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Movie Breakdown: Foxcatcher (Noah)

November 19, 2014

Film

People are doing traditional-style reviews all over the web, so we decided to try something different.  In each “breakdown” we’ll take a look at what a film’s marketing led us to believe, how the movie actually played, and then what we learned from it all.  Read on!

The Impression:

I don’t know if you could line up a more interesting story, with a more capable director, and better trio of actors. Every preview for this thing has been absolutely spellbinding and my only worry is that my own personal hype machine is working so hard that any film won’t be able to live up to its crushing force.

The Reality:

Foxcatcher is the most interesting, creepy, and beautiful mainstream picture this year. I haven’t seen everything yet, but I’m calling it now – nothing in the mainstream realm of Hollywood films is even going to scratch the surface of this film.

Based on a true story, Foxcatcher tells the tale of mega-gazillionaire John du Pont (Steve Carrell in all his nose-prosthesis glory) who buys the talents of one broken former wrestling gold medalist (Channing Tatum) and his brother, and the strange and horrible consequences of his actions.  To say that this film is just a showcase for its amazingly talented cast, which it is, is to short change it. This is a film firing on all pistons. Tatum, Carrell and Mark Ruffalo (who plays the emotional heart of the film in Dave Schultz, the brother of Tatum’s Mark Schultz) act above and beyond what you’ve seen from any of them up to this point. If the world didn’t already know Tatum’s background as a stripper-turned-movie-star, hell, if this was his first film, you’d have thought that director Bennett Miller ripped a professional wrestler right out of his opening stance and cast him in the movie. Tatum is a brute in this film, a man entirely defined by his self-conscious need to be the very best. He is intense and angry and you see all of this in the way he carries himself. Steve Carrell steps out of his comfort box here to play John du Pont, an eerie parallel to Schultz, in that the immense amount of power he already has is undermined by his want of having what he could never have. Prosthesis aside, Carrell soars in this film, embodying du Pont with a mental confidence but a physical weakness that says everything you’d ever need to know. Ruffalo, a small but vastly important role, does what Ruffalo does best, he spins an everyman character into a genuine beating heart.  When this story plays out and the fate of Dave Schultz is finally revealed, you are a robot if you don’t feel wrenched apart. None of this would work if not for the minimalist score and the gorgeous, eerie photography by Greig Frasier. This film is borderline silent, leaving the weight of it perched on the shoulders of its actors and its visuals, and Frasier’s work stands out above the rest. Long, quiet shots; close-ups that highlight the odd, beauty of traditional wrestling; the color palette – everything comes together to create a world where only this type of story could work.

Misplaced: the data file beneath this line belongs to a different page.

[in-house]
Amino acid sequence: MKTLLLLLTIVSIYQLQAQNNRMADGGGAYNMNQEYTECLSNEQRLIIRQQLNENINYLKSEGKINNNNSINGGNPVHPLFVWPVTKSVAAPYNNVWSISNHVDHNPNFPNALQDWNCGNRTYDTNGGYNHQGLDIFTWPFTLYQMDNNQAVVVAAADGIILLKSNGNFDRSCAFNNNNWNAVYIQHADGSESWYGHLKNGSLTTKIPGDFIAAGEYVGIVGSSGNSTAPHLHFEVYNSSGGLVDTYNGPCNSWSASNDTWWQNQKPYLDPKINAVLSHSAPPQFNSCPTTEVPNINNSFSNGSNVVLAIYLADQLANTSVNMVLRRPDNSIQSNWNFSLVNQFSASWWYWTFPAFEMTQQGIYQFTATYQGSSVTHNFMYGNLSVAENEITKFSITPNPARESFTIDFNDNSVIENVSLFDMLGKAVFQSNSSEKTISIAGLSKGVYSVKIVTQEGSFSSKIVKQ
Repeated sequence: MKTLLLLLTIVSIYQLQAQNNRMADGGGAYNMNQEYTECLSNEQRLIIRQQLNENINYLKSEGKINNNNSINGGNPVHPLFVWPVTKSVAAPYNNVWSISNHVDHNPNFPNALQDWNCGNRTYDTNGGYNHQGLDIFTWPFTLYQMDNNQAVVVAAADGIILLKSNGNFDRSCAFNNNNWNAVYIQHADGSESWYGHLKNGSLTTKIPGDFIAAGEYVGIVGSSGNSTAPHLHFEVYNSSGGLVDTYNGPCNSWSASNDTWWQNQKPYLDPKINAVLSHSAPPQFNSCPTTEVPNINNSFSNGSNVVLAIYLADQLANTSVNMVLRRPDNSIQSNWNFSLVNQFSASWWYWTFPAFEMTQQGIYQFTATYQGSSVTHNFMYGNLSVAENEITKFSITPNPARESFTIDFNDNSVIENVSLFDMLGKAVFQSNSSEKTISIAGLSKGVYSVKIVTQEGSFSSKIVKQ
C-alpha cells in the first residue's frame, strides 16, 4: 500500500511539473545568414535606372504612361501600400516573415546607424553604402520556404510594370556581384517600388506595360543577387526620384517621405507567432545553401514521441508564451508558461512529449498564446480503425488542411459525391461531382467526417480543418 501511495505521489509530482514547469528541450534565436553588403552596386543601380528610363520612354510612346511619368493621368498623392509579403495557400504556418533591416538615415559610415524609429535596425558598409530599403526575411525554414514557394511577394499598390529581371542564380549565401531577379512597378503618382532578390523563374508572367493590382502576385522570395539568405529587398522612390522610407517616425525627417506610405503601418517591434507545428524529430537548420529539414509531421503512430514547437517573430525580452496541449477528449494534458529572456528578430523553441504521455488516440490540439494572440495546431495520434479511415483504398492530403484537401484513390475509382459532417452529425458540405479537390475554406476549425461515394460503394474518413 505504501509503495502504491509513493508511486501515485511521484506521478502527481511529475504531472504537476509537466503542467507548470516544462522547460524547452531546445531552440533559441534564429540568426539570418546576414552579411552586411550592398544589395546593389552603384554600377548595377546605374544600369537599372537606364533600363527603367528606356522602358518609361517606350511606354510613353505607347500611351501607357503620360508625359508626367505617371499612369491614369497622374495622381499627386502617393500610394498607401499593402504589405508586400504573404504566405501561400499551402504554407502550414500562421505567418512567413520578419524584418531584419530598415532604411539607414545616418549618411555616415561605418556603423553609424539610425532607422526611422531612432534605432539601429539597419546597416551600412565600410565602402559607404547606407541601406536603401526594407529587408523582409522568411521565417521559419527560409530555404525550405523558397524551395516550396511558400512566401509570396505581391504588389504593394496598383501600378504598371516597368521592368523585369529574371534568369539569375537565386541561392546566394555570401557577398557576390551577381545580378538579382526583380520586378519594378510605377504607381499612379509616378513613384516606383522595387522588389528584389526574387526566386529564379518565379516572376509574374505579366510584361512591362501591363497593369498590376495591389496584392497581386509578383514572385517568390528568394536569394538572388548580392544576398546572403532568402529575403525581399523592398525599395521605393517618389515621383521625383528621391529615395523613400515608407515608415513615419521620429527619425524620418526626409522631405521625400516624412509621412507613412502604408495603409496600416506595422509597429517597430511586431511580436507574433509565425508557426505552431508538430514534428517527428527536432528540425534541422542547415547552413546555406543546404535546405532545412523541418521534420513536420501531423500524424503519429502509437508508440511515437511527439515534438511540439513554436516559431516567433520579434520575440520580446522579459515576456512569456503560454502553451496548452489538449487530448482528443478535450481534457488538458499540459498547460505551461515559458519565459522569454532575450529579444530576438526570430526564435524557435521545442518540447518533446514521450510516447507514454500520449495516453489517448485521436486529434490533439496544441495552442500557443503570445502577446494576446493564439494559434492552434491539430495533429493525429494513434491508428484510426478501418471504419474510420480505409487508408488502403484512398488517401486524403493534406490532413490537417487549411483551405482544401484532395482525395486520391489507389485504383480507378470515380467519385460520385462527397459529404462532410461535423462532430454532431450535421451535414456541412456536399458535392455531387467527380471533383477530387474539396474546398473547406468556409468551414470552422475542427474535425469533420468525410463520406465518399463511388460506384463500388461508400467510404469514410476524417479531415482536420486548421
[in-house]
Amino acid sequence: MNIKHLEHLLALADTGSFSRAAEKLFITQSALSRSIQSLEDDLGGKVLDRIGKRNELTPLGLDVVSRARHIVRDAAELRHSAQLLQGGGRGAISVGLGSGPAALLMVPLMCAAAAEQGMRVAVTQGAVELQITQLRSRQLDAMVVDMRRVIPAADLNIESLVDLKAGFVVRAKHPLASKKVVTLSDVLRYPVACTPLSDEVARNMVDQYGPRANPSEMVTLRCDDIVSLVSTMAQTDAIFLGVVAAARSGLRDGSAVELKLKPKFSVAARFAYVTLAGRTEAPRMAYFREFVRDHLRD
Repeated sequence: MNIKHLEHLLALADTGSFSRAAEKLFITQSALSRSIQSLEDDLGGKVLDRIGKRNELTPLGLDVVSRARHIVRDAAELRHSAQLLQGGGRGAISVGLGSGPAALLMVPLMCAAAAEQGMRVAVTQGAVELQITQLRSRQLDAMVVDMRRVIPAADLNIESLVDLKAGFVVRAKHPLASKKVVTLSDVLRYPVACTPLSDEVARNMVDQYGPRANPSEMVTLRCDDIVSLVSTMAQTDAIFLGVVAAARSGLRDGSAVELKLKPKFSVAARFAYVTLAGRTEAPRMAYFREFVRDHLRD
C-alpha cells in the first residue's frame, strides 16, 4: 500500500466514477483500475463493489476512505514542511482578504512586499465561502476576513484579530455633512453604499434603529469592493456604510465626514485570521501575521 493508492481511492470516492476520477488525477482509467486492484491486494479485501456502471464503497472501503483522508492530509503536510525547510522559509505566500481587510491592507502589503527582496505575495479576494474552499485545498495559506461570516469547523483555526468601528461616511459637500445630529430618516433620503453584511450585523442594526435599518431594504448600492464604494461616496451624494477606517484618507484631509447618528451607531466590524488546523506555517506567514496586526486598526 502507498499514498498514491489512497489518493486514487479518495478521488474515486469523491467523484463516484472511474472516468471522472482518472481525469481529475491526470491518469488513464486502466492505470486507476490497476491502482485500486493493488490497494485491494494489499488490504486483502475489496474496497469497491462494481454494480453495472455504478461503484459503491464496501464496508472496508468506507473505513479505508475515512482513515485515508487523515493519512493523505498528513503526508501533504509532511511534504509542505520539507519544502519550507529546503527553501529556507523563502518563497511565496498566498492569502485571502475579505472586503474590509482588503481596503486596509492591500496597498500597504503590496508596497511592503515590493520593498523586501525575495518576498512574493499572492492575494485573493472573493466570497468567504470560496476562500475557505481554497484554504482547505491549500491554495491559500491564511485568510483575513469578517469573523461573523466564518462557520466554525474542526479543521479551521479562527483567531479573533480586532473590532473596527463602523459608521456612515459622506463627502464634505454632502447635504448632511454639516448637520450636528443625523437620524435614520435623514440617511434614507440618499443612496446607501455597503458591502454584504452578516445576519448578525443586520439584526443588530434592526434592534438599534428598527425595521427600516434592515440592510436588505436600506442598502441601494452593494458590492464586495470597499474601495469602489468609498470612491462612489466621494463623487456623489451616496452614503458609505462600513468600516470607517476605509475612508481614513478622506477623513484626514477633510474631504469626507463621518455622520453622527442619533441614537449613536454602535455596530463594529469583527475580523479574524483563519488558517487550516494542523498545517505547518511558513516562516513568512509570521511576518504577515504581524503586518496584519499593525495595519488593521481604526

My only gripe about the film is that it grows listless in the middle, but even this seems to have a point. We watch these characters stumble into relationships and Miller makes, what I think is a fine decision, to let them slowly develop. It isn’t absolutely riveting, but it creates an atmosphere that the ending of the film draws from, and that’s enough for me, even if my mind wandered at points in the second and third act. This isn’t the best film of the year (though it is a contender) but it’s the film that most challenges what we’ve come to see as a Hollywood production.

The Lesson:

Money is evil! Burn your money!

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